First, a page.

Ratha & Moubarak: drawing dreams
Ratha and Moubarak fled Yemen in horrific circumstances. Gathering what belongings they could, they travelled by boat to Djibouti with their families in order to escape the bombs and gunfire surrounding them. Both now live in Markazi refugee camp, in northeast Djibouti.
When Ratha, 11, arrived to the camp her mind was full of the destruction she had seen in Yemen. Expressing herself in drawings, she depicted the homes and schools that had been destroyed around her. She explained, “I was drawing what I saw at home in Yemen — the houses that were destroyed, the people who died. I felt sadness in my heart and I drew what I felt.” Ratha has been receiving psychosocial support through UNICEF and partners. These projects help children come to terms with the harrowing experiences they’ve been through. As well as drawing pictures, the rehabilitation process involves theatre performances, crafting and playing games to encourage the children to express their feelings.
Moubarak, 9, has a similar story. He has been at the camp for 11 months and worries about his friends and family left behind in Yemen. “I drew what I saw in Yemen — my brothers and the people who died.”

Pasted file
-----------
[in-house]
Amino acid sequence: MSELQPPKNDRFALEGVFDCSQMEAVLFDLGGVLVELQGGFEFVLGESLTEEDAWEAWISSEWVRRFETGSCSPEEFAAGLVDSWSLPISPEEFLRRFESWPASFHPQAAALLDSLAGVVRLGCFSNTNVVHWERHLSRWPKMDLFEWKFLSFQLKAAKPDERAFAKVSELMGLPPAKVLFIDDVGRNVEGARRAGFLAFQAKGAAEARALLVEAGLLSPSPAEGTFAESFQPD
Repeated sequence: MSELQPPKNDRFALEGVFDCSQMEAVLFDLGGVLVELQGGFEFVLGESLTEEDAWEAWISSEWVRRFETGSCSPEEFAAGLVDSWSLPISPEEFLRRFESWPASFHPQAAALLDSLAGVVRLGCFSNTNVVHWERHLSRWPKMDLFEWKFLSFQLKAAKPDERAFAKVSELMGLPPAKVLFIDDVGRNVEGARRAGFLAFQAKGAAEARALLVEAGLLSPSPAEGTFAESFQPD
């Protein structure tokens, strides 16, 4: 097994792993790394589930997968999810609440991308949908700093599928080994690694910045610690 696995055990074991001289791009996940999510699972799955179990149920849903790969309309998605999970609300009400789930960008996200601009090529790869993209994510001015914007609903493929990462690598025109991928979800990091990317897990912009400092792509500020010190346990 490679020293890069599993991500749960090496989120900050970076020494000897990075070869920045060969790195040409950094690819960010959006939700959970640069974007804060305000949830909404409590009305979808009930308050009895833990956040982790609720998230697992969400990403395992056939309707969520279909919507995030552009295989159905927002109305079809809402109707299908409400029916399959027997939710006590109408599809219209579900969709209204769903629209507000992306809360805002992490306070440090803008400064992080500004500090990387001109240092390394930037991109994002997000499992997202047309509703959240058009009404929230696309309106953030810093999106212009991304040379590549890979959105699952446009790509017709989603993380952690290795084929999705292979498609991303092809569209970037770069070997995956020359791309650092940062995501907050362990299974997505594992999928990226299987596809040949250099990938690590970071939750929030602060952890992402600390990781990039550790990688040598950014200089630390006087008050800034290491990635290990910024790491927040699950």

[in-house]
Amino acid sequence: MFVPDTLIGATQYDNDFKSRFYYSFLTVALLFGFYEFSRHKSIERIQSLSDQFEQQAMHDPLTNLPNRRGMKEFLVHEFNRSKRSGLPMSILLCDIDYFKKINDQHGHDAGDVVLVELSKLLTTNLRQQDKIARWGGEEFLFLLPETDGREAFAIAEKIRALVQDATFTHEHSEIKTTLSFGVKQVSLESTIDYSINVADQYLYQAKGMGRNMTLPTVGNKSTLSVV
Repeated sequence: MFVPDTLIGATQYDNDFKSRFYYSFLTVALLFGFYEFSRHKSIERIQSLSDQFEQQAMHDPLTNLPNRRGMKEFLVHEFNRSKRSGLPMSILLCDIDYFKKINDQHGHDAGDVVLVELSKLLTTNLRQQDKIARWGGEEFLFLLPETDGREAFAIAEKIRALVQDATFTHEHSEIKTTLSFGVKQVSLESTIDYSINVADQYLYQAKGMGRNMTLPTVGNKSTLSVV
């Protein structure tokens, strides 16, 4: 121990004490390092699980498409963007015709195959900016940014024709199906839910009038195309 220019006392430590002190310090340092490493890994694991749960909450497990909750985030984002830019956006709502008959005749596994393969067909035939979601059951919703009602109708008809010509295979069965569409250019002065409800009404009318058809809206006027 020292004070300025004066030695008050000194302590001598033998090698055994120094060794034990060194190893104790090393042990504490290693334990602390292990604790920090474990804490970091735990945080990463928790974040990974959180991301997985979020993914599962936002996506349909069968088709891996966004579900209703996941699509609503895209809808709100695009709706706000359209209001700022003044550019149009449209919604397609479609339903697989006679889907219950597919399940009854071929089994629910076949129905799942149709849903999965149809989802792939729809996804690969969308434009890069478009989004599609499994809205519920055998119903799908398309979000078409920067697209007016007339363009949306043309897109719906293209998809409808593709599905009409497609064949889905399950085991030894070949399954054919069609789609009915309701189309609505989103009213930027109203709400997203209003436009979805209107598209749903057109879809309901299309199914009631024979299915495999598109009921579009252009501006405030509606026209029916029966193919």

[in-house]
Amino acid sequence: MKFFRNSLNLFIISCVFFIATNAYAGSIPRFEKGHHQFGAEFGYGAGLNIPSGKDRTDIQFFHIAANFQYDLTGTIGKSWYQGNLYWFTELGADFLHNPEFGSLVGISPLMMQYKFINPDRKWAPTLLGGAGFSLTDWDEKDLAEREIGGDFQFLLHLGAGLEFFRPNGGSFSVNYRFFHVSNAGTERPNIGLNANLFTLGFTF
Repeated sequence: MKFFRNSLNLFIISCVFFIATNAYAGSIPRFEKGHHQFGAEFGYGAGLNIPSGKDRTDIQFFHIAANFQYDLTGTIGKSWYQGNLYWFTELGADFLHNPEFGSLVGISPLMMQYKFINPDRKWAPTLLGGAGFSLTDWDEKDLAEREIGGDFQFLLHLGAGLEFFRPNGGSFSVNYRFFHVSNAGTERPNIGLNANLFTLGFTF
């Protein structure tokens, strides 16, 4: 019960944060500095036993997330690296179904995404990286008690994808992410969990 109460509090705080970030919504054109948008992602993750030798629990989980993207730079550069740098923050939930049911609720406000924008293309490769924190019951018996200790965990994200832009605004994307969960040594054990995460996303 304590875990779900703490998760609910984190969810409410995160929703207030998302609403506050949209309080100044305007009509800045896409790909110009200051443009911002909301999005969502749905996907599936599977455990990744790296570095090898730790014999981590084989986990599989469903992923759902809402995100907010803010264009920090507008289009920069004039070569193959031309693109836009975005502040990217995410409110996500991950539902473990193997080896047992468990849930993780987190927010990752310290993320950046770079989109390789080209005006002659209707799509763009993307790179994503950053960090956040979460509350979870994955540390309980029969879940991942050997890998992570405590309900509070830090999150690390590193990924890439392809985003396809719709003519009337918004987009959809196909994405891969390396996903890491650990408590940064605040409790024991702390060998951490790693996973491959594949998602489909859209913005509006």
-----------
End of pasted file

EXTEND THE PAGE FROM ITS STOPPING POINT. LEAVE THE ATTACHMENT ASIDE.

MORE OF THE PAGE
His drawing shows Yemen now and then how he sees Yemen in the future, peaceful and a place to which he can return.
Six months later, Ratha’s pictures have changed from depicting sorrow to projecting hope for a peaceful Yemen. “Sometimes I cannot remember Yemen before the war. I hope one day the country will be rebuilt, even better than before. I want the world to know that Yemen is beautiful”.
Ratha believes that people from all backgrounds can live together, no matter religion or ethnicity. She explains that, “Wherever we are from, we can live together. One day I want to study and learn to become a doctor.”
Moubarak also wishes for a peaceful Yemen, “My message for the world is one of peace. I really hope one day I will return.”
Thousands of people have fled across the Gulf of Aden to Djibouti to escape the escalating violence in Yemen. Families and children have been arriving with just a few belongings, most of them making the dangerous journey on small, rickety fishing boats.
Families are living in often insufferable conditions, with temperatures reaching 47 degrees and frequent sand storms, but Unicef is working with partners including UNHCR and the Djiboutian government to meet their needs.